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Pushing for opportunities

With the start of a new Olympic cycle, Fall Festival is a chance for young players to make their mark as they compete for a spot on Canada’s National Women’s Team

Katie Brickman
September 14, 2018

Kaitlin Willoughby may be attending her first Fall Festival, but the forward is feeling confident and ready to show what she can do.

“This is my first time being invited and its feels amazing,” said Willoughby.

The 24-year-old from Prince Albert, Sask., is one of the 59 players invited to attend the annual National Women’s Team training camp, aimed at helping develop and evaluate the top female athletes in the country.

“I didn’t know what to expect, but my confidence level is high. I was invited here for a reason and I need to showcase my skills,” said Willoughby. “As a younger player, it is intimidating, but I want to take in this experience and leave this place a better hockey player than when I came.”

Fall Festival runs until Sept. 16 in Dawson Creek, B.C., where the players are spilt into two squads – Red and White – to train and compete against each other and a pair of local teams.

The camp is a great way for players of different experience to come together and compete against each other.

“I’ve been to a number of Fall Festivals now and it is a good time of year, as it is a refresh for everyone,” said forward Jill Saulnier. “Coming into it, it is about doing our best and trying to meet all the new faces that are here. This is the first step in growing as a team and program.”

With 17 players from the Olympic silver medal-winning team from PyeongChang attending, many of the younger players like Willoughby and Victoria Bach are interested in tapping into the knowledge of those veterans to improve their game.

“Every opportunity to go to the Fall Festival is a huge honour. Every year, this is a building block for the season and playing against the best of the best in Canada. A lot the girls on the ice are people I look up to and I can learn so much here,” said Bach. “I went into this event with an open mind and to have fun, make the most of it and learn something new every day that I can take back with me this season.”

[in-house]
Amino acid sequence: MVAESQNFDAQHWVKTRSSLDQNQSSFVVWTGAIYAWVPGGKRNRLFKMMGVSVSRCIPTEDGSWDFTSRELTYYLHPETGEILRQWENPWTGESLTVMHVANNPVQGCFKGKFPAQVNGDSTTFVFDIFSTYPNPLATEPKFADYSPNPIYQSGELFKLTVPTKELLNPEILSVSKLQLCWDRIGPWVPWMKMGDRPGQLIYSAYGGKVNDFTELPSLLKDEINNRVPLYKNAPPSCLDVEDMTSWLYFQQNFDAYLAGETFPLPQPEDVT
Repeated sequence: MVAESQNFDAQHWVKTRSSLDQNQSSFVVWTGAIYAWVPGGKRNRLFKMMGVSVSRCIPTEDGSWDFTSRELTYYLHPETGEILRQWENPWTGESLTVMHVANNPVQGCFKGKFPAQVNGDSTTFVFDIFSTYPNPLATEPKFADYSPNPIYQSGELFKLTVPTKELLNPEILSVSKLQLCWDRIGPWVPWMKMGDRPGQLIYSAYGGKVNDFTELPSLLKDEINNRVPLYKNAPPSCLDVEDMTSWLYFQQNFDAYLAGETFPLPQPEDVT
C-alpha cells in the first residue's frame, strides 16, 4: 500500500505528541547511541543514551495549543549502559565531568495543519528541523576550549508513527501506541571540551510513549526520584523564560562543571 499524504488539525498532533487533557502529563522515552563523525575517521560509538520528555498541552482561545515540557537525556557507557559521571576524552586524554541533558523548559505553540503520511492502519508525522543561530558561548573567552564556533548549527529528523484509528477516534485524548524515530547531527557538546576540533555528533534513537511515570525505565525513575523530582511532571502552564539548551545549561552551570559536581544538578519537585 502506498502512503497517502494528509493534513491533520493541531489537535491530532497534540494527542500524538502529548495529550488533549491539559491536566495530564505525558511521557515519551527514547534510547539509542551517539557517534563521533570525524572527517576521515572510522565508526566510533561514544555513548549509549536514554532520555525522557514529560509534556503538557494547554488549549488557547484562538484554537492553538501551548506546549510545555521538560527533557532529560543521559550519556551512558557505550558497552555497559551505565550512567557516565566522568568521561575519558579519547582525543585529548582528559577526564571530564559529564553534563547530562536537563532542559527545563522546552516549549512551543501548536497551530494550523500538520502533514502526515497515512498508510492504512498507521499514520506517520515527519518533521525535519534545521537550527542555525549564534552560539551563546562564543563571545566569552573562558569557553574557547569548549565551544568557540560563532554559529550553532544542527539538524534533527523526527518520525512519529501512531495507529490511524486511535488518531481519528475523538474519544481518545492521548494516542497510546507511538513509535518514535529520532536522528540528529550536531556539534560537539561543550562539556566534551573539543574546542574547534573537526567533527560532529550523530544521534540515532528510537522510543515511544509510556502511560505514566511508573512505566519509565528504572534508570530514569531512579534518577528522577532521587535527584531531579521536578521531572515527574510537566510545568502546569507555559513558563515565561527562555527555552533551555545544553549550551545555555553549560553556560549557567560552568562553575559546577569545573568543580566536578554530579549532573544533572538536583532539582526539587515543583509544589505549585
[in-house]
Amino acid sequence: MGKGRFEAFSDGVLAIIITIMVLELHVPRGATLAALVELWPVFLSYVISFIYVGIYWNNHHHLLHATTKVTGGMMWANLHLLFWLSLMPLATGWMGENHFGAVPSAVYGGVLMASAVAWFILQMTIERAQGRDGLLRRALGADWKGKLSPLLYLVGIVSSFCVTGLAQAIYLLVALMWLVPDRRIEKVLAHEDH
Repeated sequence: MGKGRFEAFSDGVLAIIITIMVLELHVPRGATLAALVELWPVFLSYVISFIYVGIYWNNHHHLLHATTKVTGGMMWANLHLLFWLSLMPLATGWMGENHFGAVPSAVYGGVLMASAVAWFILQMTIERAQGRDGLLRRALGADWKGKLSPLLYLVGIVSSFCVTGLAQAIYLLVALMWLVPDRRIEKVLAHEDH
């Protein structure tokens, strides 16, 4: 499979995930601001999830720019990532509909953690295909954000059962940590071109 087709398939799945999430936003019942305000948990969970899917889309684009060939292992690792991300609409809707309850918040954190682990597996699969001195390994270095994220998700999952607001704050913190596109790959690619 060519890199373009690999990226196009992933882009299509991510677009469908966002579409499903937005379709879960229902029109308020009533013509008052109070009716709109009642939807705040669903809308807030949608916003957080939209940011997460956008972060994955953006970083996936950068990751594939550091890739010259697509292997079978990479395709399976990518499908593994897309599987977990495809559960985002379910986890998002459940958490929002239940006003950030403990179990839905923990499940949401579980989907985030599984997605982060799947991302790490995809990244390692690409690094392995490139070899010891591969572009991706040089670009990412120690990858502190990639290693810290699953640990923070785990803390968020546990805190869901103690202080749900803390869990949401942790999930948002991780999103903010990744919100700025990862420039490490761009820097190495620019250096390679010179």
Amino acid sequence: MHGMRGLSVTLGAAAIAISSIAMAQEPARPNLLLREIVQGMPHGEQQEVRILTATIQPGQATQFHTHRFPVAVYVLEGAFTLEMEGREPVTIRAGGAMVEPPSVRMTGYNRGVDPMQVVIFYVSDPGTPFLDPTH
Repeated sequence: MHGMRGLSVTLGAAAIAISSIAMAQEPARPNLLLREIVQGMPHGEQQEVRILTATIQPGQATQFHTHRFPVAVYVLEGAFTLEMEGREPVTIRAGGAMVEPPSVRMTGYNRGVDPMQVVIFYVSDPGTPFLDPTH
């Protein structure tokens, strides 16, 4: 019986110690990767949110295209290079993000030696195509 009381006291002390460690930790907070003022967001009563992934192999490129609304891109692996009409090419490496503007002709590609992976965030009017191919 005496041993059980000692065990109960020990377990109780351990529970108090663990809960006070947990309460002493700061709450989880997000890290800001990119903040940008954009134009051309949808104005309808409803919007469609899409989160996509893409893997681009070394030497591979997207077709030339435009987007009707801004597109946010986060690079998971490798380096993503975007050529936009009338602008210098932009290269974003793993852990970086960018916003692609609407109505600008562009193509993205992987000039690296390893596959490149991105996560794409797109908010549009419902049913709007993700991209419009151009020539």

As high as the intensity gets on the ice, the comradery and friendship built off the ice is what Olympic silver-medallist Saulnier enjoys about the annual camp.

“There is always a healthy rivalry and the play is intense,” she said. “At the end of the day, we are so good at competing against each other because we want to make each other better. It is a fun week, but it is competitive … that’s why we play the sport.”

The event this year strikes the beginning of the new Olympic cycle and jobs are up for grabs as some players take some time off for personal reasons.

Saulnier sees the Festival as a fresh start for the season and the ability for the players to grow as team.

“This is a great time to get the tempo up, meet the new girls and learn from each other,” she said.

The opportunities to learn are endless as the coaching staff and players bring new ideas, techniques and strategy to the ice.

“No player has all the knowledge, so it is great to learn from amazing skills coaches and staff. I am always learning from the girls beside me, whether they are a three-time Olympian or a rookie. There is always an opportunity to learn and grow,” explained Saulnier. “Hockey Canada puts a high emphasis on excellence and making sure that we are the best that we can be, so there is always room for growth. For me, every time I come here, that is what I am looking to do.”

The camp is just over a week long and the players are using this opportunity to put in some extra conditioning and training before heading to their respective teams.

For Bach, she will be heading to Markham with hopes of cracking the roster with the Thunder, the defending Canadian Women's Hockey League champions.

“I know I am just graduating, and it will be an adjustment going into the CWHL, but I think playing in this event against the best, it will prepare me for the season,” Bach said. “I am excited for that challenge and new chapter.”

Saulnier is changing locations this season as she heads to Montreal from Calgary to lace up with Les Canadiennes.

“After this camp, I will fly back home to Halifax, jump in my car and head to Montreal for camp,” said Saulnier. “They have such an amazing organization and it is a fresh start for me. I am excited to go there and meet the squad and start playing games as a member of Les Canadiennes.”

Willoughby will have a busy season in front of her as she wraps up her final eight months of nursing at the University of Saskatchewan in Saskatoon as well as trying to make the Calgary Inferno roster.

“I will be travelling back and forth a lot this season as I finish up my schooling,” said Willoughby. “I have spoken with the coaching staff and hope to make most of the games.”

The players also have their focus on two major events this year. Canada’s National Women’s Team will face off against Finland, Sweden and the United States at the 2018 4 Nations Cup in Saskatoon from Nov. 6 -10, and the 2019 IIHF Women’s World Championship runs April 4-14 in Finland.

For more information:

Esther Madziya
Manager, Communications
Hockey Canada

(403) 284-6484 

[email protected] 

Spencer Sharkey
Manager, Communications
Hockey Canada

(403) 777-4567

[email protected]

Jeremy Knight
Manager, Corporate Communications
Hockey Canada

(647) 251-9738

[email protected]

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